- JCNA Slalom Forum -

Slaloming Tips

Gary Hagopian
Jaguar Association of New England *

forum user since 2002-11-05

 



In a recent e-mail from Steve Averill, I was asked if I thought if new or upgraded shocks might trim a half of a second off his time in an XJS. My answer was that I doubted it.

His question prompted me to thinking about those items about which I felt would be significant in trimming one's slalom time, so I came up with the following. Assuming a stock vehicle, here are the items I believe affect "run time" most significantly, and in their order of importance.

1. Practice
2. The "line" one drives
3. Avoiding "coasting"
4. Utilizing "left foot braking"
5. Tire pressures (higher than street pressure for tall, and lower than street pressure for low profile)
6. Accelerating through the last turn to within 10 feet of the finish line. (5 feet really)

These require that nothing be done to your car. Concentration on the above will result in the most gain. If still not satisfied:

1. Adjust wheel camber (negative is good, positive, bad)
2. Poly bushings
3. Heavy sway bar
4. Utilize widest rims and tires with lowest allowable treadwear rating, allowable in your class.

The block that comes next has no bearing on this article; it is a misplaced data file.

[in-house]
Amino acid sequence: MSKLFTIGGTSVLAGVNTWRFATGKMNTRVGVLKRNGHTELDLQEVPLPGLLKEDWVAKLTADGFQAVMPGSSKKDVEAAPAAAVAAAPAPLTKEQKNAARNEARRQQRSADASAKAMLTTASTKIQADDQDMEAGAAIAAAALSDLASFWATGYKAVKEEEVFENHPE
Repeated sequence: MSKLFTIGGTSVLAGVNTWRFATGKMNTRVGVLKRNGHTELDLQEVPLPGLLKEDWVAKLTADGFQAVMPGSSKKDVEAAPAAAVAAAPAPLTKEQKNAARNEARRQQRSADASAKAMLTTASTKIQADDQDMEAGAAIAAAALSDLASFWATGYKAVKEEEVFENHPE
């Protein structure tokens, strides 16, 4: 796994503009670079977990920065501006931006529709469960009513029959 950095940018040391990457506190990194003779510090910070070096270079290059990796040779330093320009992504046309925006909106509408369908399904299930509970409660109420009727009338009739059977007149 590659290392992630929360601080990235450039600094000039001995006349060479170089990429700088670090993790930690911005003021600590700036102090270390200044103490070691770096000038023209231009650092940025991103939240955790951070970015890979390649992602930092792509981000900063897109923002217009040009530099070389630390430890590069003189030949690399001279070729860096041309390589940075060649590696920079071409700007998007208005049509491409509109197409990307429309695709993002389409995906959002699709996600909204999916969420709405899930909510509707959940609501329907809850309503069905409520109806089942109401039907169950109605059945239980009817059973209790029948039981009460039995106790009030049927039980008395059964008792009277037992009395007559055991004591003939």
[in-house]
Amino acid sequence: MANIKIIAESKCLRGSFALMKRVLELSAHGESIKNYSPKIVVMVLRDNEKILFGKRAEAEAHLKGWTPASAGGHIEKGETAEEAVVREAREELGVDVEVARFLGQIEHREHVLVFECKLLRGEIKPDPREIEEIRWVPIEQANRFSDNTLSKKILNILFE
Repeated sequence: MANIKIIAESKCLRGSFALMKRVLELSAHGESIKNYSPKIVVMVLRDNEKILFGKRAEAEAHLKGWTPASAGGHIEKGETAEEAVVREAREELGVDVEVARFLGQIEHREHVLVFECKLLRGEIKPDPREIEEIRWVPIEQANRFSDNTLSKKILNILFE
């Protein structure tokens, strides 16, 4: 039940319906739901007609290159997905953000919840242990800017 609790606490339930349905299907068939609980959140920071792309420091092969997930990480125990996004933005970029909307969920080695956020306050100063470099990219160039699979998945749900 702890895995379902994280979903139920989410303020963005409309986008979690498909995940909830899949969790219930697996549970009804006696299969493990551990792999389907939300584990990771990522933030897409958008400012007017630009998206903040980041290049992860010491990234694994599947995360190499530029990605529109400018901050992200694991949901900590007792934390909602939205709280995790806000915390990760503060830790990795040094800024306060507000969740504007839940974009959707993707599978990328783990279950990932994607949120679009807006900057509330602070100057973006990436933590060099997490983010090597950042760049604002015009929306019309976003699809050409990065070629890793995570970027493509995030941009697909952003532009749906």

Unfortunately this group of suggestions won't produce results eequivalent to those of the first!!! In both cases, I'm expecting your'll lock the car on "low" or first gear, and move smartly away from the starting line.

You may agree, disagree, add, or delete items which do not pertain to you or your car, but this list is a good place to start and may provide
"grist" for slalom forum discussion. Comments?

Gary Hagopian, 1963 E-type FHC
Class H - 39.76 current 2003 best time.


Re.: Slaloming Tips

Paul Delatush
Jaguar Auto Group *

forum user since 2003-03-13

 



Gary,

Would you like to expound on left foot braking? Where do you do this in relationship to the corners? Is this done in conjunction with trail braking? I assume you use left foot braking to keep the revs up as you come off braking- this this correct?

Anything that will trim off some time is worth trying.

-Regards,
Paul